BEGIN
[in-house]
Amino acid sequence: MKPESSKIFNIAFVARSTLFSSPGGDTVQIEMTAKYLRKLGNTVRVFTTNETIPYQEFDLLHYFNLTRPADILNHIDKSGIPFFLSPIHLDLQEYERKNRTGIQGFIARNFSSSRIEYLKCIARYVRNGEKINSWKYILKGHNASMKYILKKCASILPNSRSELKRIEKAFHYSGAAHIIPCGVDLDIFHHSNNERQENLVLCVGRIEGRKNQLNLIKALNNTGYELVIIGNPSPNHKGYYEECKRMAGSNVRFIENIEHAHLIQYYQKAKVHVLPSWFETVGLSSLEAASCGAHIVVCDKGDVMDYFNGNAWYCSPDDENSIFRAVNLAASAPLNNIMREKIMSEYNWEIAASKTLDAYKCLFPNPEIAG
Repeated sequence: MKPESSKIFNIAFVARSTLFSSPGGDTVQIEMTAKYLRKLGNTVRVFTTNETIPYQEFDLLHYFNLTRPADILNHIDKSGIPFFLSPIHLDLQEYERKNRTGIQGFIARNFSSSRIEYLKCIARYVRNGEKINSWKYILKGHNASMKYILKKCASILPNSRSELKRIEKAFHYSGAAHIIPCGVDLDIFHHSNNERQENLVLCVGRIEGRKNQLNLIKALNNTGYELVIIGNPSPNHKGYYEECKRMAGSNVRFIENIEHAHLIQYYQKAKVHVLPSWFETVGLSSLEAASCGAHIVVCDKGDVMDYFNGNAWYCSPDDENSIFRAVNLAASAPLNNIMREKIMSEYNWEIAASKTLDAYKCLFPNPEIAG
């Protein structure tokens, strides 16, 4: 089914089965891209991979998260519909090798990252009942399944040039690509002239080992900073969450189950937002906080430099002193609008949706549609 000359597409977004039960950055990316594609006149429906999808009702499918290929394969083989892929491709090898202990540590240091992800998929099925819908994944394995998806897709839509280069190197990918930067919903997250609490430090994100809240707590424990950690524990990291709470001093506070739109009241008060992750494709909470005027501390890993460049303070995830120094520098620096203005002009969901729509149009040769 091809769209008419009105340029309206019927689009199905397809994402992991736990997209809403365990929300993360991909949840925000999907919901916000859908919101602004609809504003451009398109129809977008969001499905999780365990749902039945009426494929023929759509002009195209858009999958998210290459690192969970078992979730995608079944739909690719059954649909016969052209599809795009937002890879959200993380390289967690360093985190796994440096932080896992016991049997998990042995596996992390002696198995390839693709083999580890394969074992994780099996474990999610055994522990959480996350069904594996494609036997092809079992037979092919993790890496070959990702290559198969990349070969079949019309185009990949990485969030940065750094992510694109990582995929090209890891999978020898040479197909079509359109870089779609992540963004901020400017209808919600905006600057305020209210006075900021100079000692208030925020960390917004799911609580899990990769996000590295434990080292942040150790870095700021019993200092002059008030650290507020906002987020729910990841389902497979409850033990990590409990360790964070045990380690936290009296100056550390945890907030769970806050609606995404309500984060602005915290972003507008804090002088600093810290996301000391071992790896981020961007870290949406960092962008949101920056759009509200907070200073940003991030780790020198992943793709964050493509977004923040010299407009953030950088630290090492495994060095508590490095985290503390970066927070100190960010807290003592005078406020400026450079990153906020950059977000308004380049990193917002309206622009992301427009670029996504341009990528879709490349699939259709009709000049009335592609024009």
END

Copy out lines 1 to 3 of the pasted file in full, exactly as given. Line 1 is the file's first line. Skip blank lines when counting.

[in-house]
Amino acid sequence: MKPESSKIFNIAFVARSTLFSSPGGDTVQIEMTAKYLRKLGNTVRVFTTNETIPYQEFDLLHYFNLTRPADILNHIDKSGIPFFLSPIHLDLQEYERKNRTGIQGFIARNFSSSRIEYLKCIARYVRNGEKINSWKYILKGHNASMKYILKKCASILPNSRSELKRIEKAFHYSGAAHIIPCGVDLDIFHHSNNERQENLVLCVGRIEGRKNQLNLIKALNNTGYELVIIGNPSPNHKGYYEECKRMAGSNVRFIENIEHAHLIQYYQKAKVHVLPSWFETVGLSSLEAASCGAHIVVCDKGDVMDYFNGNAWYCSPDDENSIFRAVNLAASAPLNNIMREKIMSEYNWEIAASKTLDAYKCLFPNPEIAG
Repeated sequence: MKPESSKIFNIAFVARSTLFSSPGGDTVQIEMTAKYLRKLGNTVRVFTTNETIPYQEFDLLHYFNLTRPADILNHIDKSGIPFFLSPIHLDLQEYERKNRTGIQGFIARNFSSSRIEYLKCIARYVRNGEKINSWKYILKGHNASMKYILKKCASILPNSRSELKRIEKAFHYSGAAHIIPCGVDLDIFHHSNNERQENLVLCVGRIEGRKNQLNLIKALNNTGYELVIIGNPSPNHKGYYEECKRMAGSNVRFIENIEHAHLIQYYQKAKVHVLPSWFETVGLSSLEAASCGAHIVVCDKGDVMDYFNGNAWYCSPDDENSIFRAVNLAASAPLNNIMREKIMSEYNWEIAASKTLDAYKCLFPNPEIAG